“Can you remember the first story you ever wrote?” This question pops up every now and then, and it’s either very easy or completely impossible to answer. If the emphasis is on story, then the answer would be no. Like most children, I’ve invented fantastic tales long before I could write. If the emphasis of the question were on wrote, it’s a different matter. I do remember the first piece of fiction I ever committed to paper. To several exercise books, actually, one of which I had confiscated by my English teacher for writing in class.
My first written bit of fiction was a Norman Conquest story, which didn’t surprise anyone who knew me back then. I’ve had a thing about England and English history ever since I understood the concept of different countries and the Norman Conquest, and the impact it had on one of the most prosperous and advanced societies at the time, has always fascinated me.
In those first stories, I blithely re-wrote history. The Anglo-Saxons ended the war victorious through any number of means. Dissent in William’s army, a plague that wiped out the Normans before they could land on England’s south coast, a storm or two. A master assassin, working for King Harold, who took out the Norse King Hardrada so he couldn’t invade England and distract Harold from keeping watch on the South Downs. Then I read about the actual battle between William and Harold and imagined that the Anglo-Saxon shield wall held, that William’s ruse failed to draw his opponents down the hill, that Harold won the fight.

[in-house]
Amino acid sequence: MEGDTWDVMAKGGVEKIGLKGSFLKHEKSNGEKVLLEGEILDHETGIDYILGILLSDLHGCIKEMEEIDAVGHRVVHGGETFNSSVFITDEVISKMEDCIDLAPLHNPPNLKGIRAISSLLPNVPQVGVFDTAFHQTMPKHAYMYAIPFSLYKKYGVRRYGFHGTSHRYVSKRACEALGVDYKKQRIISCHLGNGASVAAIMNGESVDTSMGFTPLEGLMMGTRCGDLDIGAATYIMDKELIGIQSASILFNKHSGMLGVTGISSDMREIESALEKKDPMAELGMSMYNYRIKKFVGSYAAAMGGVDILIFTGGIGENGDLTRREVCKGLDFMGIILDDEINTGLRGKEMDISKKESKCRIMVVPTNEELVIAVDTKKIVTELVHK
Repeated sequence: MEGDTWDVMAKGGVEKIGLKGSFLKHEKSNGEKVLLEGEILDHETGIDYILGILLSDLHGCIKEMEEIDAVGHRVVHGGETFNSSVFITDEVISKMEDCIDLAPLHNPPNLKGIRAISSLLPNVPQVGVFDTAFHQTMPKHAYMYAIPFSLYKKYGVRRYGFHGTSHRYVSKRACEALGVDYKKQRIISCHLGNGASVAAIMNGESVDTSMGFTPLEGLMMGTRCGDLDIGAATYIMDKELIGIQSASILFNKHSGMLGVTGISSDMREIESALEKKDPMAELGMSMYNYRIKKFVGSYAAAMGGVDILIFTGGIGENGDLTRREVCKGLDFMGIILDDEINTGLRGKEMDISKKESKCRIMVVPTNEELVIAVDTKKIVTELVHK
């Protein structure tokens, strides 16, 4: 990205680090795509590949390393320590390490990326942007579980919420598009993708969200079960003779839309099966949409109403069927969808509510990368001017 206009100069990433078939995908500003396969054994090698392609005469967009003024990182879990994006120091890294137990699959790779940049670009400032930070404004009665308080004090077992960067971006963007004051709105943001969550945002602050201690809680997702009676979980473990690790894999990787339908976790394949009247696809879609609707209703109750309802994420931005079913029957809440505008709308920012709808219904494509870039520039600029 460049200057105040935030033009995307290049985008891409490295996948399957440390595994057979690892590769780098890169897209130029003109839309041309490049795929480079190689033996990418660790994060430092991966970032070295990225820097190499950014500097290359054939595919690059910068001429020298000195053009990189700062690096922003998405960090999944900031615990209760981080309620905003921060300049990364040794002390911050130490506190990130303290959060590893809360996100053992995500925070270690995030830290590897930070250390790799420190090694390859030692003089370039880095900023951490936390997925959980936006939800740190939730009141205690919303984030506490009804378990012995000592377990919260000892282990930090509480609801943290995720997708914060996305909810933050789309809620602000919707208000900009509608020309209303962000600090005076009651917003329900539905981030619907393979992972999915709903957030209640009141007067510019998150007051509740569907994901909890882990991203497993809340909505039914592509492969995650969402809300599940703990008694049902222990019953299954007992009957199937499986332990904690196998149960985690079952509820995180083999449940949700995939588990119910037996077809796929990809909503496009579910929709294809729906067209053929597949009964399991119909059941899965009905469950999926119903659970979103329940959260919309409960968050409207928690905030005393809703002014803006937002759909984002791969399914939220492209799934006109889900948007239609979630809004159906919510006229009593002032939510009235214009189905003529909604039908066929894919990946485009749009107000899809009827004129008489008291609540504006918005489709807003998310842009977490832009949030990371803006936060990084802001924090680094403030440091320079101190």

Later, my stories went the way of rebellion. Successful ones, of course.
Much much later, I considered William’s efforts and reasons. The imagination and vision that man must have possessed to pull off an invasion like this. And to hold onto what he had won by force.
None of my conquest stories have ever seen the light of day. Nor will they. They were fun, bristling with as much historical detail as I could dig up in an age when research meant many blissful hours spent in a library. These days I know what the real battle site looked like, and it’s nothing like those sketches in textbooks I pored over. Half of the armor my characters wear in the stories is 13th century rather than 11th and, since I’ve never been one for the latest clothes, I’ve probably ignored Norman and Anglo-Saxon fashions as it suited me.
Those stories, flawed as they were in content and execution, left me with an abiding love for playing with historical events, for considering the endless what ifs that history provides. They gave me a love for exploring why characters do things and not just how. They kept me amused and out of mischief for hours.
And after the conquest? I fell under the spell of Eleanor of Aquitaine and Henry II, of Richard the Lionheart, the crusades and, of course, dastardly John Lackland. That’s still my favourite historical period to read and to write. And a story for another day.
This all started with a question, so let me turn it back: What about you? Can you remember your very first story? Or the very first story you wrote down? Was it about something you still love today? Enquiring minds would like to know.